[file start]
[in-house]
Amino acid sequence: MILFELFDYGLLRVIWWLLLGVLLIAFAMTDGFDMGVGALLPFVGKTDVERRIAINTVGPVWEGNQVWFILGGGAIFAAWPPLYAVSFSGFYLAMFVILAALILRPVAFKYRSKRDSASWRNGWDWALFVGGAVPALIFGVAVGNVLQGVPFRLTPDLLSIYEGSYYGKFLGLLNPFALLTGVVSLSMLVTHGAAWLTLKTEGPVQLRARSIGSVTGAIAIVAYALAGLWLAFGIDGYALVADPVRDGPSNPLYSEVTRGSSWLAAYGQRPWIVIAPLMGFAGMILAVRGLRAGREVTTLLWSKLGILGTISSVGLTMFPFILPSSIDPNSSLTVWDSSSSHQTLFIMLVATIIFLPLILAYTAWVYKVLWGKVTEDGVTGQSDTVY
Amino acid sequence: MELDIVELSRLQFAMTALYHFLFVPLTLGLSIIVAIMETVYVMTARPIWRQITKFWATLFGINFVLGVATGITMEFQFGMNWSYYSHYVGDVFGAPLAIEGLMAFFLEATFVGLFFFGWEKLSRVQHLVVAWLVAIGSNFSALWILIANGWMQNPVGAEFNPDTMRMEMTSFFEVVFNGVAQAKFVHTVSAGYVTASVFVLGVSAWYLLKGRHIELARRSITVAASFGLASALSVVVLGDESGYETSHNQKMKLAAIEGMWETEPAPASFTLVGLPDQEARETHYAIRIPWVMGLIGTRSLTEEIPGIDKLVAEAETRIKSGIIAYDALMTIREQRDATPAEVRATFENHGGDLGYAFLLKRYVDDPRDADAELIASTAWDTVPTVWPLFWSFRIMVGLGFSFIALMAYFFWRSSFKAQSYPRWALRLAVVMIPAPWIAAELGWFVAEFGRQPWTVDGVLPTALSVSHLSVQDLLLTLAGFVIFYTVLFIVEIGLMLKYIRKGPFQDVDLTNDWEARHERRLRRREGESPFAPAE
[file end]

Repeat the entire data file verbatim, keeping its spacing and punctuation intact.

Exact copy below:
[in-house]
Amino acid sequence: MILFELFDYGLLRVIWWLLLGVLLIAFAMTDGFDMGVGALLPFVGKTDVERRIAINTVGPVWEGNQVWFILGGGAIFAAWPPLYAVSFSGFYLAMFVILAALILRPVAFKYRSKRDSASWRNGWDWALFVGGAVPALIFGVAVGNVLQGVPFRLTPDLLSIYEGSYYGKFLGLLNPFALLTGVVSLSMLVTHGAAWLTLKTEGPVQLRARSIGSVTGAIAIVAYALAGLWLAFGIDGYALVADPVRDGPSNPLYSEVTRGSSWLAAYGQRPWIVIAPLMGFAGMILAVRGLRAGREVTTLLWSKLGILGTISSVGLTMFPFILPSSIDPNSSLTVWDSSSSHQTLFIMLVATIIFLPLILAYTAWVYKVLWGKVTEDGVTGQSDTVY
Amino acid sequence: MELDIVELSRLQFAMTALYHFLFVPLTLGLSIIVAIMETVYVMTARPIWRQITKFWATLFGINFVLGVATGITMEFQFGMNWSYYSHYVGDVFGAPLAIEGLMAFFLEATFVGLFFFGWEKLSRVQHLVVAWLVAIGSNFSALWILIANGWMQNPVGAEFNPDTMRMEMTSFFEVVFNGVAQAKFVHTVSAGYVTASVFVLGVSAWYLLKGRHIELARRSITVAASFGLASALSVVVLGDESGYETSHNQKMKLAAIEGMWETEPAPASFTLVGLPDQEARETHYAIRIPWVMGLIGTRSLTEEIPGIDKLVAEAETRIKSGIIAYDALMTIREQRDATPAEVRATFENHGGDLGYAFLLKRYVDDPRDADAELIASTAWDTVPTVWPLFWSFRIMVGLGFSFIALMAYFFWRSSFKAQSYPRWALRLAVVMIPAPWIAAELGWFVAEFGRQPWTVDGVLPTALSVSHLSVQDLLLTLAGFVIFYTVLFIVEIGLMLKYIRKGPFQDVDLTNDWEARHERRLRRREGESPFAPAE